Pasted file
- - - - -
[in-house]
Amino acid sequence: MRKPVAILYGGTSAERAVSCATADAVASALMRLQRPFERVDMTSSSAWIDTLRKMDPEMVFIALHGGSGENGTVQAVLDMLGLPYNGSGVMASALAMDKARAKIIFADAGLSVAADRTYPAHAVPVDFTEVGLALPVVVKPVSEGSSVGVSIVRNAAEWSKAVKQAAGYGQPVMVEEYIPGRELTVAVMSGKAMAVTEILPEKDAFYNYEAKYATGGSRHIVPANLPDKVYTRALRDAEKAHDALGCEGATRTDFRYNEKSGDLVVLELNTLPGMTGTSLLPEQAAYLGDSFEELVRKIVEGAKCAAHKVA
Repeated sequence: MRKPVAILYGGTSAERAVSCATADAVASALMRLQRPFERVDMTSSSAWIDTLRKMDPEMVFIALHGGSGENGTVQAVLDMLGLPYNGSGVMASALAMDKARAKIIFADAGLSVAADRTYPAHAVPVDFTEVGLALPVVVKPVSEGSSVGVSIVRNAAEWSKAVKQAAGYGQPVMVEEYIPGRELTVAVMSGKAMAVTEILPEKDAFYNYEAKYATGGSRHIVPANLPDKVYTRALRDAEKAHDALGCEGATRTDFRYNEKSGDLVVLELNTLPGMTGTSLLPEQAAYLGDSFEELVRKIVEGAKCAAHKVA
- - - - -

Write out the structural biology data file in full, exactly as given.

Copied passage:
[in-house]
Amino acid sequence: MRKPVAILYGGTSAERAVSCATADAVASALMRLQRPFERVDMTSSSAWIDTLRKMDPEMVFIALHGGSGENGTVQAVLDMLGLPYNGSGVMASALAMDKARAKIIFADAGLSVAADRTYPAHAVPVDFTEVGLALPVVVKPVSEGSSVGVSIVRNAAEWSKAVKQAAGYGQPVMVEEYIPGRELTVAVMSGKAMAVTEILPEKDAFYNYEAKYATGGSRHIVPANLPDKVYTRALRDAEKAHDALGCEGATRTDFRYNEKSGDLVVLELNTLPGMTGTSLLPEQAAYLGDSFEELVRKIVEGAKCAAHKVA
Repeated sequence: MRKPVAILYGGTSAERAVSCATADAVASALMRLQRPFERVDMTSSSAWIDTLRKMDPEMVFIALHGGSGENGTVQAVLDMLGLPYNGSGVMASALAMDKARAKIIFADAGLSVAADRTYPAHAVPVDFTEVGLALPVVVKPVSEGSSVGVSIVRNAAEWSKAVKQAAGYGQPVMVEEYIPGRELTVAVMSGKAMAVTEILPEKDAFYNYEAKYATGGSRHIVPANLPDKVYTRALRDAEKAHDALGCEGATRTDFRYNEKSGDLVVLELNTLPGMTGTSLLPEQAAYLGDSFEELVRKIVEGAKCAAHKVA